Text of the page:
7. Indicate the kind of assistance desired.
  8. End with “over.”

If you do not receive any answer, repeat your call every 2 minutes.

Note: If you are NOT in a life-threatening situation but still are in real need of assistance, use the same procedure as above, EXCEPT that in step 2, you replace the word MAYDAY by the the words “Pan Pan” (pronounce PAHNN PAHNN).

A Tip:  Push the button on the microphone to talk, release to listen!



Capt.  Rick Delfosse

Rick is a Coast Guard captain, the editor of Harbor Talk Weekly, a National Safe Boating Council close-quarters boat-handling and open water boat handling instructor, Connecticut and New York certified safe boating instructor and a US Sailing-certified instructor.   He also conducts on-the-water courses and classroom seminars on coastal cruising and boating skills. The owner of a 43-foot pilothouse cutter and an Aquasport powerboat, he has extensive cruising and one-design, coastal and offshore racing experience.


Boaters make better Lovers?


When it comes to setting the right mood for an evening of romance, would-be

lovers go to all sorts of lengths to woo their mate. But a recent survey found

that if you’re looking for love, the best preparation might be revving up the

engine and heading out on your boat.


According to a survey conducted by Discover Boating and Russell

Research, boaters expressed a greater level of satisfaction with their sex

life than non-boaters. While making waves in the bedroom may be reason

enough for many to chart their course, the survey found boaters enjoy

plenty of other lifestyle benefits over their land-based counterparts.

Happy on Boat

“Being out on the water, relaxing away from stresses on land instantly

sets the right mood for making a love connection,” said sociologist and

relationship expert Pepper Schwartz, PhD. “Not only is the setting a mood-

enhancer, but boaters are more active and exude confidence in their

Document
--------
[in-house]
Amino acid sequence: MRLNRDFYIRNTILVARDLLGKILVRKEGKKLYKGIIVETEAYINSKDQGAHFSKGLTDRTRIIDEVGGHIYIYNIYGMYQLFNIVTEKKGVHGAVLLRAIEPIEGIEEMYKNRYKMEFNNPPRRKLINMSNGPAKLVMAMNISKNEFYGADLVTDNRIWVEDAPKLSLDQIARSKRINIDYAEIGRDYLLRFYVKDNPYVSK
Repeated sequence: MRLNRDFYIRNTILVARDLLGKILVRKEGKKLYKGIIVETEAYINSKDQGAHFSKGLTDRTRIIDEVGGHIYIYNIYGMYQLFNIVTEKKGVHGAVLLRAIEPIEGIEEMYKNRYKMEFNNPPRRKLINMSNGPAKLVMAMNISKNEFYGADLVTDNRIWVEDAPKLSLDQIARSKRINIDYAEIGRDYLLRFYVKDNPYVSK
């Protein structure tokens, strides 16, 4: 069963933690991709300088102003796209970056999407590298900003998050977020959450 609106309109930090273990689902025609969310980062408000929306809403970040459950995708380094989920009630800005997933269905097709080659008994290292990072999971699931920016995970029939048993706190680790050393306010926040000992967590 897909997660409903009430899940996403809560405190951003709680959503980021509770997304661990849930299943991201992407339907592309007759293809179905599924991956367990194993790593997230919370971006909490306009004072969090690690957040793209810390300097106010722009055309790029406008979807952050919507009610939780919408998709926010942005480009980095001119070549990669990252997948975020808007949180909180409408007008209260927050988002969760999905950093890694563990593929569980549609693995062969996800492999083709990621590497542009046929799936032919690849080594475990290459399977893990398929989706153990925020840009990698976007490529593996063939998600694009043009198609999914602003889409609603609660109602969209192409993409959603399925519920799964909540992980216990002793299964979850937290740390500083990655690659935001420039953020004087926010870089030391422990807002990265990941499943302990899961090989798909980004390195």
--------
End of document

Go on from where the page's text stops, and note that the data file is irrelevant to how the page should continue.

physical appearance, which is naturally going to be attractive to other

active people.”


A Hobby That Will Get Your Boat Rockin’

The survey polled more than 1,000 boaters and non-boaters and compared

their viewpoints on several quality of life aspects. Specific to intimacy,

participants were asked if they agreed with the statement “I am satisfied

with the quality of my sex life.” Two-thirds of boaters (67 percent) agreed

or strongly agreed with the statement, while only 58 percent of non-boaters

held the same opinion. Of boaters who agreed with the statement, nearly a

quarter (24 percent) strongly agreed with the statement.


Boaters also expressed greater satisfaction with their marriage.

Seventy- five percent of boaters agreed or strongly agreed with the

statement “My spouse and I are happy with the state of our marriage,”

compared to 70 percent of non-boaters.  The boost to a boater’s sex life and the

increase in marital bliss can be attributed to many aspects of the boating

lifestyle. Boating offers unparalleled opportunities to relax and bond with

the people who are close to you, whether you’re just socializing or looking

to make that special someone your “first mate.” Additionally, the fantastic

vistas enjoyed from a boat can help set the mood for an evening of fun.


Feeling Fit, Feeling Confident

Feeling healthy and confident when you turn out the lights and turn up

the charm also plays a role in an enjoyable sex life. These were two areas

where boaters also scored higher than non-boaters, according to the survey.

Fifty- eight percent of boaters expressed satisfaction with their overall

physical fitness (compared to 50 percent of non-boaters,) while 76 percent

of boaters consider themselves leaders among their close friends (compared

to 69 percent of non-boaters).


Finding Your Own Love Boat

Finding the boat that will energize your sex life is just a few simple

steps away. The best place to start is with a visit to,

where you can take advantage of free tools and resources to get you started

in a hobby that soon will become a lifelong passion.

has all the advice you need, including a boat selector that helps determine

the style that best suits your interests and budget, a rundown of boat

shows across the country (a great place to start the shopping process,) and

destinations across the country where you can enjoy all the magic of time

spent on a boat. You can also request a free “How to Get Started in Boating

DVD.”    For more information, visit .


About Discover Boating

Discover Boating is a public awareness effort managed by the National

Marine Manufacturers Association (NMMA) on behalf of the North American

recreational boating industry. Discover Boating programs focus on

increasing participation and creating interest in recreational boating by

demonstrating the benefits, affordability and accessibility of the boating

lifestyle while helping to educate potential boaters and offering

opportunities to experience the fun and togetherness of being on the water

on a boat. Each year more than 71 million people in the U.S. enjoy boating,

the recreational activity that “connects like no other.” To find out more,